"Anlayisli said the first police car stopped and the guy didn't take him seriously," Hall told CBC News in a telephone interview. "He had to stop another police car, then come into the internet café. The second police car called for backup."
Hall added that Magnotta left his hotel in Paris on Friday and paid €100 to travel 14 hours from Paris to Berlin. Magnotta did not have to show a passport due to open border policies, he added. Police are working to reconstruct the timeline of Magnotta's movements.
If investigators discover that Magnotta committed crimes while in Germany, the extradition process may become more complicated, reported Hall.
Harper congratulates police
Prime Minister Stephen Harper, who is in London for the Queen's jubilee celebration, told reporters he is "pleased" Magnotta has been arrested.
"I just want to congratulate the police forces on their good work," Harper said.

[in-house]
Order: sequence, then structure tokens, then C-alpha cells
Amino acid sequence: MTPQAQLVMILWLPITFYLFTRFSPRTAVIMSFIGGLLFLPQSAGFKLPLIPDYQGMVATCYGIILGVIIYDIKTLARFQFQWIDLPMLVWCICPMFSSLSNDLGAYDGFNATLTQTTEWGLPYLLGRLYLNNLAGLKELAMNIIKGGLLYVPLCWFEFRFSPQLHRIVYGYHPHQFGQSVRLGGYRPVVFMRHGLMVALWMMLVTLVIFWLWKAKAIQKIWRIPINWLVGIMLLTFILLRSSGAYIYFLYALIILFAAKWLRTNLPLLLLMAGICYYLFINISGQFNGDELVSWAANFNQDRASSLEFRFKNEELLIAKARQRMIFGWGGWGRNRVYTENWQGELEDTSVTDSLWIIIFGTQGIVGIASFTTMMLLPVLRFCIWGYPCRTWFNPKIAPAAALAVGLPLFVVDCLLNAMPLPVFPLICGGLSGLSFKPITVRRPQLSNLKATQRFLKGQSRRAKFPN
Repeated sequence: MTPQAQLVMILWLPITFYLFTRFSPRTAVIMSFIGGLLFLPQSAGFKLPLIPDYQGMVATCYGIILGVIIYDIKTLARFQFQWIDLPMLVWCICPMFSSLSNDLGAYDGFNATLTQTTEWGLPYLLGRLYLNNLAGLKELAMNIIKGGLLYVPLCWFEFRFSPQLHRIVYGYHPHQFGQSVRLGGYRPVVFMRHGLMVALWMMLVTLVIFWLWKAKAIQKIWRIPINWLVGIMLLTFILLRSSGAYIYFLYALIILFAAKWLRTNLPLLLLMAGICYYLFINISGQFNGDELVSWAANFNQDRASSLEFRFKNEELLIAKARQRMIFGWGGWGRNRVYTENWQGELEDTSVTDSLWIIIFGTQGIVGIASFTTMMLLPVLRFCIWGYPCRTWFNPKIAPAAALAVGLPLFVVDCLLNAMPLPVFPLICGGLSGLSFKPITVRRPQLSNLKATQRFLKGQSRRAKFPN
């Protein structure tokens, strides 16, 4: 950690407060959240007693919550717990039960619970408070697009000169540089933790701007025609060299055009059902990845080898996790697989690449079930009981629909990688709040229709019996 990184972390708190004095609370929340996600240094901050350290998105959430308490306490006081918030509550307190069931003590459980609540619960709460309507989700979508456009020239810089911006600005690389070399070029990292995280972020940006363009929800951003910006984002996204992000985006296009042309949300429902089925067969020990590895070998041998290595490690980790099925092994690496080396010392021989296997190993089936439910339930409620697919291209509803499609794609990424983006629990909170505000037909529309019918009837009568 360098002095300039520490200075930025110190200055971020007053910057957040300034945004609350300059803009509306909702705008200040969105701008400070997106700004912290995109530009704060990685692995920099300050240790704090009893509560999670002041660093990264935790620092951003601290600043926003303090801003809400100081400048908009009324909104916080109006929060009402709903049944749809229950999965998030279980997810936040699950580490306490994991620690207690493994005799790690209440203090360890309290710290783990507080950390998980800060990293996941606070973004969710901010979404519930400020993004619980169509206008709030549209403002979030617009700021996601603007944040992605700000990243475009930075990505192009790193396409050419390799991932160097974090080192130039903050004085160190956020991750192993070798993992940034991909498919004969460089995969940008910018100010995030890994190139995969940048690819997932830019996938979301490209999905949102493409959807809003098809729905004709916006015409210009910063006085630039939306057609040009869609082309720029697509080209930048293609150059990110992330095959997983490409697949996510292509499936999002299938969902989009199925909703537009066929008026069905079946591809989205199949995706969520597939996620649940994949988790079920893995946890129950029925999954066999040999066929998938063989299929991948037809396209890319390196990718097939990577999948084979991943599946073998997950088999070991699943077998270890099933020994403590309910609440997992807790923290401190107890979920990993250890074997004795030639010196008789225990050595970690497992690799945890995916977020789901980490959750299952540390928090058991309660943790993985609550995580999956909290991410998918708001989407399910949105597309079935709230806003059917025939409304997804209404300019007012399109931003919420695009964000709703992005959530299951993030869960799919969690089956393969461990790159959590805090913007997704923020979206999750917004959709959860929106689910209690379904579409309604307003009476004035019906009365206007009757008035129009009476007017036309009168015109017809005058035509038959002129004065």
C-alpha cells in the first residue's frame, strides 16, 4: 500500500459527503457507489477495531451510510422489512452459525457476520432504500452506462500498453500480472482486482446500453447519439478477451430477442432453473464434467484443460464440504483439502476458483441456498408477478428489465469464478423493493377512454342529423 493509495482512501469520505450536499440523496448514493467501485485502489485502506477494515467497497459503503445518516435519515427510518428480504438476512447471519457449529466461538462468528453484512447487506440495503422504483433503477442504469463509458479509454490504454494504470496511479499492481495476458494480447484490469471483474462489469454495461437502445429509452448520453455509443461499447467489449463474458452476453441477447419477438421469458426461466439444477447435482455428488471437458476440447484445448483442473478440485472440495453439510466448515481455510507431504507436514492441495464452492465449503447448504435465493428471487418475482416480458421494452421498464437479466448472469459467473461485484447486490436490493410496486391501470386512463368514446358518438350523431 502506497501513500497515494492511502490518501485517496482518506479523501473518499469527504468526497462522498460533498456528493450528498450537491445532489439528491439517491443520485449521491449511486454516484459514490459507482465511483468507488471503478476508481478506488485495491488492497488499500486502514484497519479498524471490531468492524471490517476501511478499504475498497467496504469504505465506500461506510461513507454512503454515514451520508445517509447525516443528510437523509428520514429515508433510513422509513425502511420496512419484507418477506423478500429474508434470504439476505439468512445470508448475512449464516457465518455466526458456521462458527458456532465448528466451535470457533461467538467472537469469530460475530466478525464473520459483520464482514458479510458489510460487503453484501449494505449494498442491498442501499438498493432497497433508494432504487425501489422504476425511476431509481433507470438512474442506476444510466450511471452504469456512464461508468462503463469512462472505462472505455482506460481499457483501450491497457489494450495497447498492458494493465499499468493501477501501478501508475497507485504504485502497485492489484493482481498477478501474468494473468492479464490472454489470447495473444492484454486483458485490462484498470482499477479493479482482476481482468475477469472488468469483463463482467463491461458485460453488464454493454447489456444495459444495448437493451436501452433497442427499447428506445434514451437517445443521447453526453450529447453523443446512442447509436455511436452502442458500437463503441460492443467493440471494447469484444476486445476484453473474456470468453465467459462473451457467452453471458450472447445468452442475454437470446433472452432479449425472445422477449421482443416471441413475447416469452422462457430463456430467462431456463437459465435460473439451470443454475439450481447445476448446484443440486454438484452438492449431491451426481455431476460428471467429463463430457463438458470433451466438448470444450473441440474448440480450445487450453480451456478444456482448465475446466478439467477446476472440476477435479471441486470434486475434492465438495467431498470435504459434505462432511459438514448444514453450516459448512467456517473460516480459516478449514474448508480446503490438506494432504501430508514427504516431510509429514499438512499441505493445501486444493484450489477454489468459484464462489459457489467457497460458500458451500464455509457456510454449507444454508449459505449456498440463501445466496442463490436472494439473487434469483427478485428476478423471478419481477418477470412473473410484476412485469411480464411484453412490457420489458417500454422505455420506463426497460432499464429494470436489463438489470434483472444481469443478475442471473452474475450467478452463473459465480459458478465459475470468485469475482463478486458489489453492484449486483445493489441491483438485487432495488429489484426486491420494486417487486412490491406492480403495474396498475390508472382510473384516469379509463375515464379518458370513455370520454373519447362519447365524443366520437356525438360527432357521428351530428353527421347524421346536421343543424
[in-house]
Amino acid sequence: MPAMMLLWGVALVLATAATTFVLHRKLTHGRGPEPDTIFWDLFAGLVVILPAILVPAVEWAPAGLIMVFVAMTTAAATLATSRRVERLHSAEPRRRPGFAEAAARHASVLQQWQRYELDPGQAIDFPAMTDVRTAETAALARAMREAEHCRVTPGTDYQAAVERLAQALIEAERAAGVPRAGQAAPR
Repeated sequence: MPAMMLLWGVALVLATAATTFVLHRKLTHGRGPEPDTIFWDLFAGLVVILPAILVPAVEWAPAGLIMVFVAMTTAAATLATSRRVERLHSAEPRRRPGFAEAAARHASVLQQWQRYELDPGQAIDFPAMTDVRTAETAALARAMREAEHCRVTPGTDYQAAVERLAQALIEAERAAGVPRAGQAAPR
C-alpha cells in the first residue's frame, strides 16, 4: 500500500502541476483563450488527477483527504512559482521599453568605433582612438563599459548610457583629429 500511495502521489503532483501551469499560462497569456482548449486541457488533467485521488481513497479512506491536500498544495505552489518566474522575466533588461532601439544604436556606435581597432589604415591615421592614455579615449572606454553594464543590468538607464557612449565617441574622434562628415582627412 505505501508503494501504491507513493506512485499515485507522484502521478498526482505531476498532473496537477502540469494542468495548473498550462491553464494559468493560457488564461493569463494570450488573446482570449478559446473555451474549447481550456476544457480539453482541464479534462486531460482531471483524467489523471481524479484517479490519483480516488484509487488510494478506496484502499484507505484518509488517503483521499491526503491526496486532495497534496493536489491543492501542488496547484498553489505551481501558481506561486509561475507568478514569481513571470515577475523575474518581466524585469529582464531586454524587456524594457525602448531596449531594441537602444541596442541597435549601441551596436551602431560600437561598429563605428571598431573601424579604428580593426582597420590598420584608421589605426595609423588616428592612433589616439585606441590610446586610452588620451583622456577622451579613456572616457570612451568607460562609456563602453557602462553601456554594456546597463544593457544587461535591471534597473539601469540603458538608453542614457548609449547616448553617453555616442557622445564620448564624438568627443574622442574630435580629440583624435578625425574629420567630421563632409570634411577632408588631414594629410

Lin friends relieved Magnotta captured
Friends of Jun (Justin) Lin, some of whose remains were discovered last week after they were sent to the federal Liberal and Conservative parties in Ottawa, are expressing relief over his suspected killer's capture.
The prime minister is named, along with other Canadian politicians, in the police arrest warrant issued after Lin's murder.
Magnotta is accused of criminally harassing Harper and other members of Parliament.
Interim Liberal Leader Bob Rae asked Canadians to remember the victim.
"Let's not forget that a young man was killed in the most terrible of circumstances. He came to Canada to improve himself, and to improve his life, and he is dead.
"His family in China is mourning, and his friends are in mourning, and all of Canada should be mourning for the person who died, rather than … celebrate the notoriety of Mr. Magnotta."
Magnotta also faces charges of first-degree murder, committing an indignity to a dead body, publishing an obscene thing, and mailing obscene matter.